The artist's name is Grant Wood, who grew up in Cedar Rapids, Iowa.
KHQA's Chad Douglas discovered for his Points of Interest series, it has some ties that are close to the Tri-States.
Our first point of interest takes us to Eldon Iowa. It's about two hours from Quincy. It's home to the American Gothic House. What is that you ask? It's the house that is in the background of the American Gothic painting, but it's actually the focal point of the art work.
The American Gothic painting is one of the most parodied pictures in history. It actually came about kind of by accident. Grant Wood was visiting Eldon, Iowa in 1930. A local was taking him on a tour, hoping the artist could find something to paint. When the two drove by this farmhouse, Wood noticed the large gothic window on the second floor. Wood was so impressed with such a fancy window in such a small house, he sketched it out. He came back the next day and sketched the rest of the house. He later seperately sketched his sister Nan and his dentist back in Cedar Rapids. He put the three together and viola, American history is born. Fast forward to more present times, 2007 to be exact, this visitor's center was opened so people could enjoy the famous farmhouse.
Holly Berg says, "I think the center is for everyone of all ages and different interests. If you have an interest in art, you can learn about Grant Wood and his paintings. If you have an interest in history, you can learn about the history of the town and history of Grant Wood."
Shirley Gooch and Barb Kristoffersen are longtime friends who met in college in Kirksville. They both became art teachers, and this summer they are road trippin' and tracing the life of Grant Wood. I met them at the American Gothic House.
Shirley Gooch says, "It's a rare jewell. It's amazing what they've done with this. Preserving the history and preserving the authenticity of it. It's very classy and it's very beautiful. It's very people and children friendly."
Barb Kristoffersen says, "Don't expect a mansion. It's a 900 square foot, little farm house. Two story. It has two gothic windows. The famous one in the front, and there's one on the backside too."
You don't tour the actual house, but there is plenty to do in the visitor's center. There are several exhibits, which do change, so you can visit often. There are exhibits on Grant Wood as an artist, one on the house itself, and some on the town of Eldon. There's also a gift shop.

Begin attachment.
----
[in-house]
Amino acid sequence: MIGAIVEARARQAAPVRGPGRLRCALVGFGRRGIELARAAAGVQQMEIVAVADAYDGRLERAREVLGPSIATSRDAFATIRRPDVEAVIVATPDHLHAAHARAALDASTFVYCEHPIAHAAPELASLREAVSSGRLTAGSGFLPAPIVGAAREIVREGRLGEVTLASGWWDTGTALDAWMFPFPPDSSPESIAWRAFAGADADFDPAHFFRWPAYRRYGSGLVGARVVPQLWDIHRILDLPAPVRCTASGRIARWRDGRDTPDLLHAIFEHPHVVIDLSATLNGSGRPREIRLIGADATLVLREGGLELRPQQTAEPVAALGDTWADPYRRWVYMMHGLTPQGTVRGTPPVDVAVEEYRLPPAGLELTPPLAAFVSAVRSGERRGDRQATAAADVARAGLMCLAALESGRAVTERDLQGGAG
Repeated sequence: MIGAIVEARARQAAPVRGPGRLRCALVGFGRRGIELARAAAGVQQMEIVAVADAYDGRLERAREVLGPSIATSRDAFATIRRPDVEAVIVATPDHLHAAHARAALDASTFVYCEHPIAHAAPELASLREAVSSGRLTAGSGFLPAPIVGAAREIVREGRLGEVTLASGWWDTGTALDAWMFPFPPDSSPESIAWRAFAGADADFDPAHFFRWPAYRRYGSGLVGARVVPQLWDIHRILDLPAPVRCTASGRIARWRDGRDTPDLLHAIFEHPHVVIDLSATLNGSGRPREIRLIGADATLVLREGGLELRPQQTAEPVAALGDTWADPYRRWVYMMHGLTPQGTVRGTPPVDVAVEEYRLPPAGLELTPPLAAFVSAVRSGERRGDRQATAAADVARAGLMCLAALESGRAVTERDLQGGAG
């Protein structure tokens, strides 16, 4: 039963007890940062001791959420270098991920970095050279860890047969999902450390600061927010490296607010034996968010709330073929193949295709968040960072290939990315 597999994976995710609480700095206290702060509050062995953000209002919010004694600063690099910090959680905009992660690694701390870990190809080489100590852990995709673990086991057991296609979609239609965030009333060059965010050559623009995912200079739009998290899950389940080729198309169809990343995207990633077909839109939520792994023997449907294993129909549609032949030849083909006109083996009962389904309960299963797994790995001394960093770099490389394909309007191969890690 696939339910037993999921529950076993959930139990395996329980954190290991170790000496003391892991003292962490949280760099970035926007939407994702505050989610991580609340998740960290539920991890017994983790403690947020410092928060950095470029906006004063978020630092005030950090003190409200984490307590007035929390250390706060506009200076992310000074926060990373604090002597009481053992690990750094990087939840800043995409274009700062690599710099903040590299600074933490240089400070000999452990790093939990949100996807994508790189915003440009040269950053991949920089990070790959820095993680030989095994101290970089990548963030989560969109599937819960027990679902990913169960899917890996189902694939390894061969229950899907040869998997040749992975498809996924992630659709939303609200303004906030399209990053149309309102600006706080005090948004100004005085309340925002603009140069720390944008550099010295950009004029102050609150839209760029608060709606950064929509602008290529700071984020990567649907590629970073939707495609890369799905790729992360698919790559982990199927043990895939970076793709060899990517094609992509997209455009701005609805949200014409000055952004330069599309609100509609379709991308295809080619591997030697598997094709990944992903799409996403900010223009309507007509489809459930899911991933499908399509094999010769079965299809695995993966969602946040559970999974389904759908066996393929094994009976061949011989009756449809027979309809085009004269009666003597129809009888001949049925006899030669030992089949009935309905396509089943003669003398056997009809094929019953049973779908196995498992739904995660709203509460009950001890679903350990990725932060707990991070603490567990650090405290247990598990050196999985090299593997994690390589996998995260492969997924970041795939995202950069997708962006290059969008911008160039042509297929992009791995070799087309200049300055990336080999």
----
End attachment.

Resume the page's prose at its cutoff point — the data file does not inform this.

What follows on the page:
One of the best parts is you can dress up in period clothes and have your picture taken in front on the house and pretend you're in the painting.
Holly Berg says, "Every now and then there's a dad or a teenager who's a little reluctant. Once they get dressed up, they get really into it. Even if they're slightly embarrassed, they still have a good time."
Renting the costumes is free, actually admission to the visitor's center is free.
Barb Kristoffersen says, "This should be on everyone's bucket list. If you live in the United States of America, you should visit the Gothic House."
Summer hours are from 10:00 am to 5:00 pm Tuesday through Saturday and from 1:00 to 4:00 pm Sunday and Monday. You can learn more by visiting theamericangothichouse.blogspot.com/.
Holly Berg is the Administrator of the Visitor's Center. She says when you visit, you can follow your GPS's instructions to get to Eldon. Once you actually get in town, ignore what your GPS says and follow the large brown signs. They will point you in the right direction. I can't let you go without telling you what's actually *inside* the American Gothic House.
That's where Beth Howard lives. Beth is an author and pie baker. Last summer she was in the process of moving from Portland, Oregan to Los Angeles, when she came home to Iowa to visit the state fair. She stumbled across the American Gothic House, found out it was for rent, and snatched it up. She admits, she grew up 15 minutes away in Ottumwa and had no idea this iconic house was there. She writes a blog called The World Needs More Pie, she has a book coming out in April, and in her spare time she bakes pies inside the American Gothic House.
Beth Howard says, "I share the recipe with everybody because I think everyone should learn to make pie and not be afraid of how to make dough. I preach this thing where pie is not about perfection, it's about facing your fears and making something with your own hands and sharing it with others."
Beth sells pie out of the American Gothic House on the weekends or whenever there's a good crowd there...just look for the pie sign in her yard. She also teaches pie baking classes in the house, but like I said earlier, you can't take tours of the house, but the whole point of interest is a fun and tasty trip.